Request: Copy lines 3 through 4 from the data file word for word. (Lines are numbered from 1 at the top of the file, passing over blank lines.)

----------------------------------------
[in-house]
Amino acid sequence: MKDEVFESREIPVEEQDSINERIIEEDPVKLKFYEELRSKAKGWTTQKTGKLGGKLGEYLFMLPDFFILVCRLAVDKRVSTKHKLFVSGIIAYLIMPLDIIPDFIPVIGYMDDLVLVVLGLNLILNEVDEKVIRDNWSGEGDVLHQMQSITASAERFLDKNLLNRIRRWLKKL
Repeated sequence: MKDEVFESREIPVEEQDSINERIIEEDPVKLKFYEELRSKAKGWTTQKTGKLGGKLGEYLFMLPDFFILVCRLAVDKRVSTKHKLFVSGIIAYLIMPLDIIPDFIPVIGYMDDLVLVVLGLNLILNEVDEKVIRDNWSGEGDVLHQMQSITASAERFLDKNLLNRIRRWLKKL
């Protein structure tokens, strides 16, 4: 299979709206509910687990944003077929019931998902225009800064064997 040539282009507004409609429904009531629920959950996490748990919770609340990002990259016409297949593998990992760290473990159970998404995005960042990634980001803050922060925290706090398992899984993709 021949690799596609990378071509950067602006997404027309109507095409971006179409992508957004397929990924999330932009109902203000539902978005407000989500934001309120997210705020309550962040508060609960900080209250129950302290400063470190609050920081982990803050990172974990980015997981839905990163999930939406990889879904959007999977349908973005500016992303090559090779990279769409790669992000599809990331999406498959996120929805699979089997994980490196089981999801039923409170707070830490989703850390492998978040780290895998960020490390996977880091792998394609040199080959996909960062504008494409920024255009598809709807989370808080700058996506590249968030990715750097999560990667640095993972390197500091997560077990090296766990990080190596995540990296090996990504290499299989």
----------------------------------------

Repeated sequence: MKDEVFESREIPVEEQDSINERIIEEDPVKLKFYEELRSKAKGWTTQKTGKLGGKLGEYLFMLPDFFILVCRLAVDKRVSTKHKLFVSGIIAYLIMPLDIIPDFIPVIGYMDDLVLVVLGLNLILNEVDEKVIRDNWSGEGDVLHQMQSITASAERFLDKNLLNRIRRWLKKL
């Protein structure tokens, strides 16, 4: 299979709206509910687990944003077929019931998902225009800064064997 040539282009507004409609429904009531629920959950996490748990919770609340990002990259016409297949593998990992760290473990159970998404995005960042990634980001803050922060925290706090398992899984993709 021949690799596609990378071509950067602006997404027309109507095409971006179409992508957004397929990924999330932009109902203000539902978005407000989500934001309120997210705020309550962040508060609960900080209250129950302290400063470190609050920081982990803050990172974990980015997981839905990163999930939406990889879904959007999977349908973005500016992303090559090779990279769409790669992000599809990331999406498959996120929805699979089997994980490196089981999801039923409170707070830490989703850390492998978040780290895998960020490390996977880091792998394609040199080959996909960062504008494409920024255009598809709807989370808080700058996506590249968030990715750097999560990667640095993972390197500091997560077990090296766990990080190596995540990296090996990504290499299989």